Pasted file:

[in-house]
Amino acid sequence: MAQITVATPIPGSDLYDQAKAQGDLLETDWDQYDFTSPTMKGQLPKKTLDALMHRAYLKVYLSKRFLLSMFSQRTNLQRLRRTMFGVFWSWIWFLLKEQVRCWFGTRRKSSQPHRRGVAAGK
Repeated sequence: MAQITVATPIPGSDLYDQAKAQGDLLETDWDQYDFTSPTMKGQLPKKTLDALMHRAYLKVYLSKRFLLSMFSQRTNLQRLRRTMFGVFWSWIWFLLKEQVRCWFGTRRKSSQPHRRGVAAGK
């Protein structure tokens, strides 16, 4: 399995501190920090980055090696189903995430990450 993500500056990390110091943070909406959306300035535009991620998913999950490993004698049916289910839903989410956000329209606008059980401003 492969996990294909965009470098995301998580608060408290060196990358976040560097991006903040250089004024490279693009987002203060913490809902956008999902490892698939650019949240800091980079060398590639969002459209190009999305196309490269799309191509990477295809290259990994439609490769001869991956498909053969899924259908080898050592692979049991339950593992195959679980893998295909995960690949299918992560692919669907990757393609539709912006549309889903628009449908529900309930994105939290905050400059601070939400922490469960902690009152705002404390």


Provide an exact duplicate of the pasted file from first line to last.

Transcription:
[in-house]
Amino acid sequence: MAQITVATPIPGSDLYDQAKAQGDLLETDWDQYDFTSPTMKGQLPKKTLDALMHRAYLKVYLSKRFLLSMFSQRTNLQRLRRTMFGVFWSWIWFLLKEQVRCWFGTRRKSSQPHRRGVAAGK
Repeated sequence: MAQITVATPIPGSDLYDQAKAQGDLLETDWDQYDFTSPTMKGQLPKKTLDALMHRAYLKVYLSKRFLLSMFSQRTNLQRLRRTMFGVFWSWIWFLLKEQVRCWFGTRRKSSQPHRRGVAAGK
């Protein structure tokens, strides 16, 4: 399995501190920090980055090696189903995430990450 993500500056990390110091943070909406959306300035535009991620998913999950490993004698049916289910839903989410956000329209606008059980401003 492969996990294909965009470098995301998580608060408290060196990358976040560097991006903040250089004024490279693009987002203060913490809902956008999902490892698939650019949240800091980079060398590639969002459209190009999305196309490269799309191509990477295809290259990994439609490769001869991956498909053969899924259908080898050592692979049991339950593992195959679980893998295909995960690949299918992560692919669907990757393609539709912006549309889903628009449908529900309930994105939290905050400059601070939400922490469960902690009152705002404390």